Computer Generated Poetry research

Nick Montfort (MIT) talks about computer generated poetry (or does he?) and shows some of his hypnotic work in this interesting Google Talk, titled Literary Generators and Computational Art (watch below).

Read full post below for excerpts from the talk and some of my own observations.


In this lecture Montfort talks about his books #! and Megawatt, and also shows several examples of his work.1

I was particularly interested in the way he directly deals with the matter of whether computer generated poetry is actually poetry or not. According to Montfort, the poetry in his work is not the same as what one may find in traditional poems, but some kind of meta-poetry.2

I’m not trying to use [computer-generated poetry] to express things about my life or emotions, but to explore language in a poetic way, through the making of a poetry generator and the making of poetic language. (30:00)

In that sense, his creative work would be closer to linguistic analysis, but in a poetic manner, without the scientific rigour.

In Megawatt, for example, Montfort attempts to reimplement Samuel Beckett’s Watt (1953) through a code designed to output the text of certain sections of the novel, as well as new text in a similar style and structure. This is done as a way of understanding Beckett’s work, and maybe even Beckett himself (or simply as a particular way of reading the novel).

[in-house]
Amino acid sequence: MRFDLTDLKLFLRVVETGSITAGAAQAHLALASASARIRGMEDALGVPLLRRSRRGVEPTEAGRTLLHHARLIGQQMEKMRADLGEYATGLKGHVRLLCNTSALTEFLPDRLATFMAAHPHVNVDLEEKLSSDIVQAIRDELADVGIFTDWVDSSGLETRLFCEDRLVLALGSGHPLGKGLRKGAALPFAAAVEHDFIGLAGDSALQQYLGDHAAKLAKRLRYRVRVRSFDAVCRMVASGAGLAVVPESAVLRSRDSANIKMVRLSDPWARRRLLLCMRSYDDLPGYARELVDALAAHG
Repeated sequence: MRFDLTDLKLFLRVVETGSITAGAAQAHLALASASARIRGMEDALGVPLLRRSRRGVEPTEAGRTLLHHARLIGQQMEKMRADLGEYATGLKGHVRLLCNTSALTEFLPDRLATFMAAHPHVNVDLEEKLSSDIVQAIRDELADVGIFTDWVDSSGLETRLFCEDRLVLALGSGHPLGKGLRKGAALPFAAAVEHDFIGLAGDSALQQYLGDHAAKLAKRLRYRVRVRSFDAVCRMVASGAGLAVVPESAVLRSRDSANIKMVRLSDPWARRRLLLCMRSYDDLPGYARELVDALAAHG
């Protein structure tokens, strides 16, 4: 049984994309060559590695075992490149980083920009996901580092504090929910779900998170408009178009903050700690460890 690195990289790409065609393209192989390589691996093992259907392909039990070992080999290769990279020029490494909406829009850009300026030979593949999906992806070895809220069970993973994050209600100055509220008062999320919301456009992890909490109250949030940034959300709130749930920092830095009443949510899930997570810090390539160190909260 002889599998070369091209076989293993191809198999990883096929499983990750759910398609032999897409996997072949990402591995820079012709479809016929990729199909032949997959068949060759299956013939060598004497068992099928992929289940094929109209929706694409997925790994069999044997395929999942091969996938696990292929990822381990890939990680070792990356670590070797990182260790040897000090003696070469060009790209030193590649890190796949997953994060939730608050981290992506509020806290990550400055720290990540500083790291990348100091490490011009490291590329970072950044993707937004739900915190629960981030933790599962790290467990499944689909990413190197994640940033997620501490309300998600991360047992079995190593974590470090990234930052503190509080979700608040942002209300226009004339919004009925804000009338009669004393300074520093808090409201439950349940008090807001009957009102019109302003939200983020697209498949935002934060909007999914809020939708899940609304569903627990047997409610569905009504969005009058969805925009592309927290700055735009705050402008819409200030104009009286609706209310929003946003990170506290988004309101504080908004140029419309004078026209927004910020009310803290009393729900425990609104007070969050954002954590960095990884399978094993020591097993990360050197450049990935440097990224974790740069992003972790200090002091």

I find it interesting that Montfort doesn’t consider the output of his work to be poetry (although his programs are presented as “poetry generators”), but that he considers his creative process or approach to be poetic. He goes as far as saying that the output from his algorithms is illegible.

We physically have the time in our lives to read something like this, but it’s illegible due to not being created in a human way for reading. But we can still encounter it computationally. (33:45)

Instead of creating poetry, Montfort “engages” or “encounters” poetry computationally.

Of course, he is entitled to say that about his own creations. But it’s interesting to consider that a different artist using a similar approach, and even the same programming environment and techniques as Montfort, could just as easily say the opposite – that the output of his code is poetry, and that it can (and should) be read (by a human).

To me this goes to show how much of poetry and expressiveness comes from the artist’s original intentions, rather than the materiality of the artwork (or it’s interpretation by the audience).

  1. Here is the link to the original post for this video in Nick Montfort’s blog.
  2. Montfort doesn’t use the term “meta-poetry” – that is my interpretation.
See more researchblog.

No comments »

No comments.

RSS Feed for these comments. Trackbacks

Leave a comment